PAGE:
Why should investors follow the ADP jobs report?

Part 2
Why should investors follow the ADP jobs report? (Part 2 of 8)

Recommendation: ETF investors should follow key jobs reports

Jobs reports

Jobs reports tell us how many jobs were added or lost since the previous month and how many new jobs are needed each month to keep the economy growing.

US Total Payroll Employees (nonfarm)Enlarge Graph

The performances of popular exchange-traded funds (or ETFs) like the SPDR S&P 500 ETF (SPY), the iShares Core S&P 500 ETF (IVV), and the iShares S&P 100 ETF (OEF)—which track large-cap equities of companies like Apple Inc. (AAPL) and Exxon Mobil Corp. (XOM)—also serve as a good indicator of the course the U.S. economy is taking.

There are currently three U.S. jobs reports that are followed widely:

  1. The Bureau of Labor Statistics’ Employment Situation Summary: The monthly jobs situation report produced by the Bureau of Labor Statistics of the U.S. Department of Labor
  2. The ADP National Employment report: The monthly employment report produced by Automatic Data Processing (or ADP) in collaboration with Moody’s Analytics
  3. The Jobless Claims report: A weekly jobless claims report produced by the Employment and Training Administration of the U.S. Department of Labor

The BLS Jobs Report

The Bureau of Labor Statistics (or BLS) reports on U.S. jobs each month through its Employment Situation Summary released on the first Friday of each month, popularly known as “employment Friday.” This is the most important jobs report, because it’s the most comprehensive and credible. It surveys 160,000 non-farm businesses and agencies on the number of jobs added—as well as wages paid and hours worked. This jobs report shows which industries are adding jobs, whether American workers are working longer hours, and how fast salaries are increasing.

The ADP Jobs Report

The ADP National Employment Report is released on the first Wednesday of each month. It’s produced by the ADP Research Institute and Moody’s Analytics. It uses business payroll data to report on the number of jobs added in the private sector. It excludes farming (as does the BLS report) and, more importantly, government jobs (included in the BLS report). For that reason, it’s incomplete. However, this report is still important, as it’s released the Wednesday before the BLS report is released and it gives some analysts an earlier view of what might happen on employment Friday.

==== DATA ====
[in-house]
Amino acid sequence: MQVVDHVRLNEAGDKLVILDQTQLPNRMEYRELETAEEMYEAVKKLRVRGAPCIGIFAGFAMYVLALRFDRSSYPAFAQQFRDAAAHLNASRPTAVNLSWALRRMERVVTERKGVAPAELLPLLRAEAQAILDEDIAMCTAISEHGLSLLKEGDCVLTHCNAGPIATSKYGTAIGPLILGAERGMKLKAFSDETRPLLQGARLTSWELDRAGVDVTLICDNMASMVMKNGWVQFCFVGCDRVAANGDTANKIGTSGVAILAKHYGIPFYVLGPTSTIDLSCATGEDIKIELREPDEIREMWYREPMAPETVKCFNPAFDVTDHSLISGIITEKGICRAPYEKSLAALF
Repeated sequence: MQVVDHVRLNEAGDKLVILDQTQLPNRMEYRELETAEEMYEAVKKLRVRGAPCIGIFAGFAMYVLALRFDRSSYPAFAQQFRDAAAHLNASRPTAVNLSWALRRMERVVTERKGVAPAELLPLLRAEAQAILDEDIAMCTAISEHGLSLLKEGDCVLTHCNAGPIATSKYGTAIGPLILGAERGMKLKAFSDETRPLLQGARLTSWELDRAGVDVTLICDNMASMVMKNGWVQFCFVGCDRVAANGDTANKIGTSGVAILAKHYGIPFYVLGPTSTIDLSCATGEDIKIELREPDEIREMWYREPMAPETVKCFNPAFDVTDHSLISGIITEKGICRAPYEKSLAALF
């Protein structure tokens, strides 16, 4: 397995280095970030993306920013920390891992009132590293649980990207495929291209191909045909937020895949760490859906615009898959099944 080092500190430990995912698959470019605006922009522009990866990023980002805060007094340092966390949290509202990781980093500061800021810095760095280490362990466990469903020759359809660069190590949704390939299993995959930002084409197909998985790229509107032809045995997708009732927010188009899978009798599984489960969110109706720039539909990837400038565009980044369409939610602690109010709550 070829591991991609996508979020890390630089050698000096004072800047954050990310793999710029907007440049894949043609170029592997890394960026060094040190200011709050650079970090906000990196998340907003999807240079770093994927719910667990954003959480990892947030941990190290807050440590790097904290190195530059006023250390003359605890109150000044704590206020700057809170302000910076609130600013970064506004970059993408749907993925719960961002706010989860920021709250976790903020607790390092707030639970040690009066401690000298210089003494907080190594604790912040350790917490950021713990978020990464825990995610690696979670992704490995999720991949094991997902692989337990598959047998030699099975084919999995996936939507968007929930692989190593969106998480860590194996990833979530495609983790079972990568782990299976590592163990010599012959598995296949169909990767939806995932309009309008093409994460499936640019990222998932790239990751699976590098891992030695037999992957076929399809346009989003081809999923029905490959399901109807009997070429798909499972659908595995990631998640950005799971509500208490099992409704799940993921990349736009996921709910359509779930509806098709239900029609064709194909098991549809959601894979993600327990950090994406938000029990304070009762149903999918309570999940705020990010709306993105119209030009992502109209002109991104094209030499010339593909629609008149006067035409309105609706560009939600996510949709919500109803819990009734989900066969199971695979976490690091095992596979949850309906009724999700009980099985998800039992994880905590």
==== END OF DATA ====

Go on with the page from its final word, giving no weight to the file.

However, ADP is quick to say it’s not intended to be predictive. Like the BLS report, it’s revised as more data comes in later in the month. These revised numbers are 96% correlated with the revised BLS jobs report.

The Weekly Jobless Claims Report

The Department of Labor also releases a weekly jobless claims report. This measures the claims for initial unemployment benefits reported by each state every week. It also reports how many of the unemployed are still receiving benefits. This report hints at whether there are more or fewer unemployed people than the week before. The main value of this report is that it’s weekly, so it gives some idea of trends in between the monthly jobs reports. However, it doesn’t accurately predict the monthly report. Plus, it’s very volatile and so can be very misleading at times.

Find out more about the ADP jobs report in the next part of this series.

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